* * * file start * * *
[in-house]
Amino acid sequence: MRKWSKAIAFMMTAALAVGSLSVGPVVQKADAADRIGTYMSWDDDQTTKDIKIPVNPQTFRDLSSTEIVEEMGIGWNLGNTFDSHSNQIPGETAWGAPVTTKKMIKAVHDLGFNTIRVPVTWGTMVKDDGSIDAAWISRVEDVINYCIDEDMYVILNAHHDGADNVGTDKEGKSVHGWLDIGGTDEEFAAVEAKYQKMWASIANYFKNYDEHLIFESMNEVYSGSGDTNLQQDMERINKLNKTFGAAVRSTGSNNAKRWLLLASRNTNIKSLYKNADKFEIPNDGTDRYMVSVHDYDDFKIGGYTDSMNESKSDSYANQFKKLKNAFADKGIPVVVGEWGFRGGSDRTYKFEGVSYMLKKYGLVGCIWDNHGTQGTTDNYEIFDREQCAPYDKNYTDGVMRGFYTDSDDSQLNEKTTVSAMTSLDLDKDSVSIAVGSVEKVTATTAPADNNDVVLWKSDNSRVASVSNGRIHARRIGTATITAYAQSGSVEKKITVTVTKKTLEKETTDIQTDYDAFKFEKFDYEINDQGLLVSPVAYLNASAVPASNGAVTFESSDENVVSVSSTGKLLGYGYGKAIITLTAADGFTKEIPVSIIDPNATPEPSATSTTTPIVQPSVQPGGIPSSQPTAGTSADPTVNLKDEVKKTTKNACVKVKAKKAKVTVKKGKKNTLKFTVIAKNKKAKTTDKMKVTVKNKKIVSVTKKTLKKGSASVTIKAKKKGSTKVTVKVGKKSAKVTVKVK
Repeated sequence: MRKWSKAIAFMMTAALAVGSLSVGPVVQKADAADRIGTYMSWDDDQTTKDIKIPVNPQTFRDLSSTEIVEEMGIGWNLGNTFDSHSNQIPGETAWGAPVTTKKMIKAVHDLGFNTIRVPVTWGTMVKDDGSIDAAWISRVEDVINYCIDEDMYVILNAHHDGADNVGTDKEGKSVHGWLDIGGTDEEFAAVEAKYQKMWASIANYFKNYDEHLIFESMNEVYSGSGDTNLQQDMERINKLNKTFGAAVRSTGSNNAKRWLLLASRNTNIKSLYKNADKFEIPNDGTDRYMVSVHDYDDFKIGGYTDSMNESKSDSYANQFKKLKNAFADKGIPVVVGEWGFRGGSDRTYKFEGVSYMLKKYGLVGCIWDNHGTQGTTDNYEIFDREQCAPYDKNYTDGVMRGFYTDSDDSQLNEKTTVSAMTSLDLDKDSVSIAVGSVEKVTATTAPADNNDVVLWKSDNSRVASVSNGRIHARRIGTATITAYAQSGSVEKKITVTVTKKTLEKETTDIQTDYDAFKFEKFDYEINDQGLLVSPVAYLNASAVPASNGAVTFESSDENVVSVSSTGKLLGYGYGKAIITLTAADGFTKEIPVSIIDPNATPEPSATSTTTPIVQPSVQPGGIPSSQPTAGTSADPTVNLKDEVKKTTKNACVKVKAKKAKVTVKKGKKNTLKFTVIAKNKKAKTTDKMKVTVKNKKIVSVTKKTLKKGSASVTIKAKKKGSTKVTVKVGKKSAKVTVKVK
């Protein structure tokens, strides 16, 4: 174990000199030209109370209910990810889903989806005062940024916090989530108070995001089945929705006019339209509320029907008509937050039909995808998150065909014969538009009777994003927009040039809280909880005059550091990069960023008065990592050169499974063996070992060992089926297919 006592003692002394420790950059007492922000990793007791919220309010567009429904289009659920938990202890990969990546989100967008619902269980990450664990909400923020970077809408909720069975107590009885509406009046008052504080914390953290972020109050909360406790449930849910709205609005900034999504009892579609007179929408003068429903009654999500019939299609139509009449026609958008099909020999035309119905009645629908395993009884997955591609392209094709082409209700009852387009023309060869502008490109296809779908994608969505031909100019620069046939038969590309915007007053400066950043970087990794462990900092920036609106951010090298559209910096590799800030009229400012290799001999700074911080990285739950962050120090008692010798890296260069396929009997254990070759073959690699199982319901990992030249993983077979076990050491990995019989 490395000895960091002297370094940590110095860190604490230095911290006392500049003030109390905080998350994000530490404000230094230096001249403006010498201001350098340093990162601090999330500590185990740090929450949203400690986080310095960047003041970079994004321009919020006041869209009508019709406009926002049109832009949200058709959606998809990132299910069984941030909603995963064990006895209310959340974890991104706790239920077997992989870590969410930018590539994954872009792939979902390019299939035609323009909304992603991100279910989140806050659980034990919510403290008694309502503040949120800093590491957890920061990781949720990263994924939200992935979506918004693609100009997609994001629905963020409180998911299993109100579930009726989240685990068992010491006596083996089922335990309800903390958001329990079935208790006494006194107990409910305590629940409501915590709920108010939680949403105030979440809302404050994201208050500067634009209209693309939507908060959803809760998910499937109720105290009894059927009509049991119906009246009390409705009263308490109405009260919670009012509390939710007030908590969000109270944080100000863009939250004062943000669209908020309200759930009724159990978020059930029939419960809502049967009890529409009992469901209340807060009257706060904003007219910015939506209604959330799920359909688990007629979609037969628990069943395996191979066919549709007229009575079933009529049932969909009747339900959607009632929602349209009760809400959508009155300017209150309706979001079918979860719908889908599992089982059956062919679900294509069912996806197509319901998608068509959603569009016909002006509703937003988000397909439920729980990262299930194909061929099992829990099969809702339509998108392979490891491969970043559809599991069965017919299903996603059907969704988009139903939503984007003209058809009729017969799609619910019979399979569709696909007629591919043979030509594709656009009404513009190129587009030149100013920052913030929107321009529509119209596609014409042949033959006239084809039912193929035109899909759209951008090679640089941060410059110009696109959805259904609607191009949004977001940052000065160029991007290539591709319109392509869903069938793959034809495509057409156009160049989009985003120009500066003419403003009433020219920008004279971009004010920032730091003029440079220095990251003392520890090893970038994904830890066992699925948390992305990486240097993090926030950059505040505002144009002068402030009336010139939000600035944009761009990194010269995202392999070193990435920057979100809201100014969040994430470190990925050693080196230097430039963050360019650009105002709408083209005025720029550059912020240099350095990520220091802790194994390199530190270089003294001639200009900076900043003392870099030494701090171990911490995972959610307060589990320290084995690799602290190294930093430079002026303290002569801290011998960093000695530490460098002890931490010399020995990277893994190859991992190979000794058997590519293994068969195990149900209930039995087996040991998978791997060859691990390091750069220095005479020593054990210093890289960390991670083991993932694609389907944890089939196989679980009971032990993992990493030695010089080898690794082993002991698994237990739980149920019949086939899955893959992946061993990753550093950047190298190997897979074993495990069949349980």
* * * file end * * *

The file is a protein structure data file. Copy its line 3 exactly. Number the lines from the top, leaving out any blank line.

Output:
Repeated sequence: MRKWSKAIAFMMTAALAVGSLSVGPVVQKADAADRIGTYMSWDDDQTTKDIKIPVNPQTFRDLSSTEIVEEMGIGWNLGNTFDSHSNQIPGETAWGAPVTTKKMIKAVHDLGFNTIRVPVTWGTMVKDDGSIDAAWISRVEDVINYCIDEDMYVILNAHHDGADNVGTDKEGKSVHGWLDIGGTDEEFAAVEAKYQKMWASIANYFKNYDEHLIFESMNEVYSGSGDTNLQQDMERINKLNKTFGAAVRSTGSNNAKRWLLLASRNTNIKSLYKNADKFEIPNDGTDRYMVSVHDYDDFKIGGYTDSMNESKSDSYANQFKKLKNAFADKGIPVVVGEWGFRGGSDRTYKFEGVSYMLKKYGLVGCIWDNHGTQGTTDNYEIFDREQCAPYDKNYTDGVMRGFYTDSDDSQLNEKTTVSAMTSLDLDKDSVSIAVGSVEKVTATTAPADNNDVVLWKSDNSRVASVSNGRIHARRIGTATITAYAQSGSVEKKITVTVTKKTLEKETTDIQTDYDAFKFEKFDYEINDQGLLVSPVAYLNASAVPASNGAVTFESSDENVVSVSSTGKLLGYGYGKAIITLTAADGFTKEIPVSIIDPNATPEPSATSTTTPIVQPSVQPGGIPSSQPTAGTSADPTVNLKDEVKKTTKNACVKVKAKKAKVTVKKGKKNTLKFTVIAKNKKAKTTDKMKVTVKNKKIVSVTKKTLKKGSASVTIKAKKKGSTKVTVKVGKKSAKVTVKVK